Since Title 9 was enacted in 1972, more girls have participated in sports than ever before, but that doesn’t mean challenges no longer exist. A quick look at current stats reveals that there’s still a long way to go to address underlying issues that make it difficult for girls to participate in organized sports past middle school. Consider this:
I was going to write about a completely different topic for this week’s post, but I just saw an incredible presentation about sport specialization by UW’s own Alison Brooks, MD, MPH, and I can’t stop thinking about it. Dr. Brooks was presenting research about whether sport specialization – when an athlete focuses on one sport, usually throughout the year and at the exclusion of participation in other sports – is a healthy and effective way to help youth achieve their athletic goals. In other words, does someone who wants to play in the WNBA have to play in a year-round basketball league before high school (or even middle school)?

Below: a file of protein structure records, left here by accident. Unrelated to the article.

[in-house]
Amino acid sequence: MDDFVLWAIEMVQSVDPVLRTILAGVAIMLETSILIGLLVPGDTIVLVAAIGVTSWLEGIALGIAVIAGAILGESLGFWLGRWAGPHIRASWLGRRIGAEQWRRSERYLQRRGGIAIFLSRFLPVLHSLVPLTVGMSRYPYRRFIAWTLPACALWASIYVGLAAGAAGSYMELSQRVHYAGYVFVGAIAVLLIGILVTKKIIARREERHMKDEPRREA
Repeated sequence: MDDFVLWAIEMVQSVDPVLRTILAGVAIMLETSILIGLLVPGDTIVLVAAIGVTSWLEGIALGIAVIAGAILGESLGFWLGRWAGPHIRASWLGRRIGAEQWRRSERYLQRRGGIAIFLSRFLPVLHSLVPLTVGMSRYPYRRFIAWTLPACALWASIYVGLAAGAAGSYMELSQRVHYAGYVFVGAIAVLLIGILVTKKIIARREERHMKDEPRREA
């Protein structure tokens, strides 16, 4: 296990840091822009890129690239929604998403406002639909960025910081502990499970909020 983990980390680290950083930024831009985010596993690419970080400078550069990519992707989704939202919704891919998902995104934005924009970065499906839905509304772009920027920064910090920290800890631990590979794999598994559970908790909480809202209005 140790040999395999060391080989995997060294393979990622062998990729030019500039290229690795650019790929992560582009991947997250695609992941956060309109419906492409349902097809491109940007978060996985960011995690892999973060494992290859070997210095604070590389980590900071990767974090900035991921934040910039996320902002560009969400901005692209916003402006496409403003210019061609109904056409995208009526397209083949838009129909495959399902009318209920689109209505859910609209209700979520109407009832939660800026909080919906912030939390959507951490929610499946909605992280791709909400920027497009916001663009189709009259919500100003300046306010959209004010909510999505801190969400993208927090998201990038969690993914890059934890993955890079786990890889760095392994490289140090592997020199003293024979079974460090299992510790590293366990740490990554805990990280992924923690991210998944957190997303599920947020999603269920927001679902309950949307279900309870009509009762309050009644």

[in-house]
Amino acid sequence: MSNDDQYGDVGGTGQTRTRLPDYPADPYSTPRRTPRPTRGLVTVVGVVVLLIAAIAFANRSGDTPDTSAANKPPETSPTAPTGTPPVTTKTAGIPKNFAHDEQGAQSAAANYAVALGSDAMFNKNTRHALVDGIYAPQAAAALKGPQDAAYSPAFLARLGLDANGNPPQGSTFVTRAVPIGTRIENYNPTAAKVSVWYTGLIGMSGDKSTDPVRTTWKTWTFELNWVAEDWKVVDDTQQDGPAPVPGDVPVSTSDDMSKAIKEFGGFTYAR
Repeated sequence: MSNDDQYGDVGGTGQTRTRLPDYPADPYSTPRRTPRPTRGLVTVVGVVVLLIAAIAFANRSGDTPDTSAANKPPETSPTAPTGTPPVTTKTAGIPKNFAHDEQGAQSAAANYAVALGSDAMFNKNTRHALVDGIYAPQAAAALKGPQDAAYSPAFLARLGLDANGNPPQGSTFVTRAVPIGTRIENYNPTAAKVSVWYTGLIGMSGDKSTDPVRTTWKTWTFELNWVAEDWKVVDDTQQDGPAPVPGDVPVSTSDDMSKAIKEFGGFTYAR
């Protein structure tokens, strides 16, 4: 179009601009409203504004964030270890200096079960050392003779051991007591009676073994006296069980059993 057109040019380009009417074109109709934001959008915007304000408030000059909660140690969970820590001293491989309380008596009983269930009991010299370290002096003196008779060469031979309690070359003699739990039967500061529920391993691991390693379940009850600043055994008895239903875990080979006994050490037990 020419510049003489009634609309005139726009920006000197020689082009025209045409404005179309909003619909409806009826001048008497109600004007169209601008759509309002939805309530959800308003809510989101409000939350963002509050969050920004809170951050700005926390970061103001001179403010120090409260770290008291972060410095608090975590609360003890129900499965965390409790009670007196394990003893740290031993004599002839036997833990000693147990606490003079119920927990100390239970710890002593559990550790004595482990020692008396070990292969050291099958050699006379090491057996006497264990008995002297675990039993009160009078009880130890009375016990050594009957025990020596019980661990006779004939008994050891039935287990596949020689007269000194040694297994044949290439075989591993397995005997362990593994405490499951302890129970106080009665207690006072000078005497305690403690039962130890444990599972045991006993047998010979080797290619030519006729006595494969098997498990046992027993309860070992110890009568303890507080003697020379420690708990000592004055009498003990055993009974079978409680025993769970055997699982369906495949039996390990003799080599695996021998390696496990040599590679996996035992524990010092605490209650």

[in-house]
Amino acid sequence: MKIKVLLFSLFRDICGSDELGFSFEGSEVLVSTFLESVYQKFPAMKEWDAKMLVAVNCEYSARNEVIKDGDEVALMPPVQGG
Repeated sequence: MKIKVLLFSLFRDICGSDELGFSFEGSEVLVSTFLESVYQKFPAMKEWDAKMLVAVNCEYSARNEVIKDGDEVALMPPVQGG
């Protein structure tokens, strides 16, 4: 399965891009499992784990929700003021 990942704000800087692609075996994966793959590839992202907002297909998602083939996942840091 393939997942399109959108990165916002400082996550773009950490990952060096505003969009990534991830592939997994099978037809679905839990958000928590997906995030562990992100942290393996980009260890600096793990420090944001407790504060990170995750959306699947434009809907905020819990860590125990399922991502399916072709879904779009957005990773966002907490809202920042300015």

Everyone knows that children benefit physically from sports, but one of the over-looked benefits of playing sports is the life lessons. Team-based and individual sports can help kids develop a sense of confidence and improve their self-esteem. And you can help. We set the tone for their experiences. Consider the following when exploring sports with your children.
The Green Bay Packers are a few weeks into training camp, state high school teams strapped on the pads and helmets last week and the Badgers will follow suit this week.
Yes, football season is upon us. Thousands of youth players across Wisconsin also will play tackle football this fall, some of them for the first time and most with parents in the stands worried about the risks of the sport.
Athletes that play sports are sure to have all the equipment they need, like a stick and a puck for hockey, cleats and shoulder pads for football, and running shoes for track and field. An athlete would not show up to practice or a game without their gear because they wouldn’t be prepared to play. Athletes also need to prepare their body for the game on the inside with good nutrition. Read more